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Cryptocurrency investors could “lose all their money”, warns the UK regulator as the price of bitcoins falls from record highs | Currency News Financial and business news



Bitcoin chart January 2021. Reuters.JPG
  • Consumers could “lose all their money” if they invest in cryptocurrencies such as bitcoin, the UK’s financial supervisor has warned.
  • On Friday, bitcoin reached a record of almost $ 42,000, but has since fallen sharply to about $ 35,000.
  • Regulators are increasingly concerned about cryptocurrencies such as Bitcoin and have increased their focus on digital assets.
  • Visit the Business Insider homepage for more stories.

Consumers who invest in cryptocurrencies could “lose all their money,”

; the UK’s financial regulator has warned as the volatile price of bitcoins slides back from a record high of almost $ 42,000.

Bitcoin’s staggering growth of over 300% over the past year has attracted the attention of the public and institutional investors. But the cryptocurrency is highly volatile, falling about 15 percent from a record high of about $ 41,800 on Friday to $ 34,645 on Monday.

The craze for cryptocurrencies has also attracted the attention of financial regulators around the world. They worry that amateur investors could be sucked in just for currencies like Bitcoin to collapse in value, as they did in 2018.

The British Financial Conduct Authority (FCA) has stated emphatically: “If consumers invest in these types of products, they must be prepared to lose all their money.”

Read more: The $ 500 million crypto asset manager’s CEO breaks down 5 ways to evaluate bitcoin and decide whether to own it after the digital asset breaks $ 40,000 for the first time

The supervisor said it was worried about some companies offering investments in cryptocurrencies or related products as they sought to win the rally.

The statement said: “The significant price volatility in cryptocurrencies, combined with the inherent difficulties in reliably valuing cryptocurrencies, exposes consumers to a high risk of loss.”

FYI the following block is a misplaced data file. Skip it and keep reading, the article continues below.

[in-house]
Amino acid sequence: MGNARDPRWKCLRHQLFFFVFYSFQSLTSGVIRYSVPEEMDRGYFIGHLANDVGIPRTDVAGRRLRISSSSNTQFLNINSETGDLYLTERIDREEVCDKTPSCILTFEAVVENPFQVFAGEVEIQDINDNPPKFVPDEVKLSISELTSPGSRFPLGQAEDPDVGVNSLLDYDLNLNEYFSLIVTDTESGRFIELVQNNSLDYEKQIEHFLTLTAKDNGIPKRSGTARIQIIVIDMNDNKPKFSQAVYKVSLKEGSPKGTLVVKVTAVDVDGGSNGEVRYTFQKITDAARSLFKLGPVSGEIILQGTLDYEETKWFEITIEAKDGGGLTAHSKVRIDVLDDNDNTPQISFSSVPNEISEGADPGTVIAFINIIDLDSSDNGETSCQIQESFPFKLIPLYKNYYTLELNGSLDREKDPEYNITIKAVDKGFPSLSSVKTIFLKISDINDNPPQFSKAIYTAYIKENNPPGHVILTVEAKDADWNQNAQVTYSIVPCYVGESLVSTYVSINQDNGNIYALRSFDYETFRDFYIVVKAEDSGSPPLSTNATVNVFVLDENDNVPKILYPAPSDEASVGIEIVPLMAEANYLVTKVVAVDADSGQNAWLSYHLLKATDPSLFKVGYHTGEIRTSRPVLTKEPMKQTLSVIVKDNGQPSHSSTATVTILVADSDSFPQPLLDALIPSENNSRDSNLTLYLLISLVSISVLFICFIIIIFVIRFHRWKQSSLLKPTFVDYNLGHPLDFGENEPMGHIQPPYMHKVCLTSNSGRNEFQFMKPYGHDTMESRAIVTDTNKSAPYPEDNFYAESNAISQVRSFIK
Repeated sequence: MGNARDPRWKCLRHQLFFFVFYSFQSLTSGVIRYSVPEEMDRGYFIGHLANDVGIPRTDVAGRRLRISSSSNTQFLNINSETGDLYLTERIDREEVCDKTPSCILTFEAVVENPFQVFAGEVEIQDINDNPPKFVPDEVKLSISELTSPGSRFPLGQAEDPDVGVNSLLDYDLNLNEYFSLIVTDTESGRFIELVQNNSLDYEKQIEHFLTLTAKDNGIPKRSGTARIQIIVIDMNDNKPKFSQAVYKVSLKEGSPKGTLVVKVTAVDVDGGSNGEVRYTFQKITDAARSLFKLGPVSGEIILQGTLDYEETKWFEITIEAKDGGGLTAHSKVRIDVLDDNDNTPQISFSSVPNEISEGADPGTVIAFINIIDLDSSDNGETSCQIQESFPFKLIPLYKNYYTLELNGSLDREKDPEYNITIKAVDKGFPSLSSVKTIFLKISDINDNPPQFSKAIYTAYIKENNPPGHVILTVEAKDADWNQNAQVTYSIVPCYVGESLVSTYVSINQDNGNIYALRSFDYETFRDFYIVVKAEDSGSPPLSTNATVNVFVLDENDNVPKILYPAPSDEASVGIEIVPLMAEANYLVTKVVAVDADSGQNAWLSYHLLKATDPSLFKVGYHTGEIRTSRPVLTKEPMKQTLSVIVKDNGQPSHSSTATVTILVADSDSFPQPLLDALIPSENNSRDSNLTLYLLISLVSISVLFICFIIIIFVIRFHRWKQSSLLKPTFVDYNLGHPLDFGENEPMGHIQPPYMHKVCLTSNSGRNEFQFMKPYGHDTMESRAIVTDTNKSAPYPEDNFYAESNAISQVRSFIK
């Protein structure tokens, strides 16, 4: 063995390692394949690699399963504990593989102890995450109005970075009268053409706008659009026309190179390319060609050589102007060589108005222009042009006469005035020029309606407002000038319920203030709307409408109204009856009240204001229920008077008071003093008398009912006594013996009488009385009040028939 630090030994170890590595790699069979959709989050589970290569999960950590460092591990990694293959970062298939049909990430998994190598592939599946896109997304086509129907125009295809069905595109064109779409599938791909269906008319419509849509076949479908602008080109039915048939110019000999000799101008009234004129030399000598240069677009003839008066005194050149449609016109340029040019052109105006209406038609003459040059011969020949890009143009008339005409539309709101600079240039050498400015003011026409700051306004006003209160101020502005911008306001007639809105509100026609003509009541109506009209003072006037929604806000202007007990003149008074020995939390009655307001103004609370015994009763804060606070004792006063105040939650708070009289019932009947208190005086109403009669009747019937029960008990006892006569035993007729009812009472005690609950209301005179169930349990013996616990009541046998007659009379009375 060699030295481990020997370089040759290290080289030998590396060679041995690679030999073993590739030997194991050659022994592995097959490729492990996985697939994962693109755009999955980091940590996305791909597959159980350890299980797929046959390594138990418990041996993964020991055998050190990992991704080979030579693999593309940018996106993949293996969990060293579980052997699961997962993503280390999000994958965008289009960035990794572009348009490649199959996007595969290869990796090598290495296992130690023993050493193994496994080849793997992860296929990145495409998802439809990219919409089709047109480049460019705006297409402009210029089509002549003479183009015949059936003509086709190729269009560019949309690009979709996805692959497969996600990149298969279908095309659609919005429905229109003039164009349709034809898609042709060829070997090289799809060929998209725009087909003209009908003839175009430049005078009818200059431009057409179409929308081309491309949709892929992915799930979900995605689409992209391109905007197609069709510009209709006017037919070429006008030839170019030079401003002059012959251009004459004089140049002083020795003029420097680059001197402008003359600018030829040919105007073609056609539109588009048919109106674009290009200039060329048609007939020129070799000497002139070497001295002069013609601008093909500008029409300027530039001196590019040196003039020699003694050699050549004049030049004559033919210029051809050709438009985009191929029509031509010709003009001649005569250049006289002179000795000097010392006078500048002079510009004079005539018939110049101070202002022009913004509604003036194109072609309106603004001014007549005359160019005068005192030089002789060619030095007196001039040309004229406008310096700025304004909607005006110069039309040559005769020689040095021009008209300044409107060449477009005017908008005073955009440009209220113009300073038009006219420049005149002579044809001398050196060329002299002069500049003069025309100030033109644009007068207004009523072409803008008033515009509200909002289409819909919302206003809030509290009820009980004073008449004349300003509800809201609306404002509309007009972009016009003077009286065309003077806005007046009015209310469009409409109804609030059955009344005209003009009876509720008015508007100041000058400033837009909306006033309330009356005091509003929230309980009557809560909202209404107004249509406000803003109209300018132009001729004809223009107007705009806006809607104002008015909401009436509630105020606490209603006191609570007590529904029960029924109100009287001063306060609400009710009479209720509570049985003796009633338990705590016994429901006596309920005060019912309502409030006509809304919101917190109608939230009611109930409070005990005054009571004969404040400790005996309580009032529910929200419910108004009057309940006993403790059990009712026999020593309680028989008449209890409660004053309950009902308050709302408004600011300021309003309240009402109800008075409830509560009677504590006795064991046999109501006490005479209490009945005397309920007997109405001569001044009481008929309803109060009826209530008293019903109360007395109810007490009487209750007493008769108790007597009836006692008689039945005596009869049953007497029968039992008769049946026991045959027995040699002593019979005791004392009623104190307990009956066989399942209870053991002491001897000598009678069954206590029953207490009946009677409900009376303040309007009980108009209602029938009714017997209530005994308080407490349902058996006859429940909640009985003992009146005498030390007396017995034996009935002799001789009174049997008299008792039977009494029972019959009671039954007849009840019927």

“The complexity of some cryptocurrency products and services can make it difficult for consumers to understand the risks,” he added.

“There is no guarantee that cryptocurrencies can be turned back into money. The conversion of cryptocurrencies back into money depends on the supply and demand existing in the market.”

Memories of the collapse in the price of bitcoins between the end of 2017 and the beginning of 2019 – when it fell from almost $ 20,000 to $ 4,000 – weigh on the minds of regulators.

Read more: BANK OF AMERICA: Buy these 10 Dow shares to reap the rich dividends and long-term strategy prepared for return in 2021.

The FCA also stressed that cryptocurrencies such as bitcoin are largely unregulated. According to him, investors are unlikely to resort to compensation or complaints “if something goes wrong.”

However, regulators are trying to tighten rules around cryptocurrencies. As of Sunday, the FCA requires all British cryptocurrency companies to be registered in it as part of the anti-money laundering regulations.

The US Financial Crimes Network in December floated the idea that companies could be required to collect information about cryptocurrency portfolio holders.

Twitter CEO Jack Dorsey, who also manages the payment company Square, is among many critics of the idea, for whom the unregulated nature of cryptocurrencies is one of the main attractions in the market.

Read more: Bank of America says warning signs that stocks are flowing into the bubble area are rising – and exact points 6, which could signal a bear market, are starting


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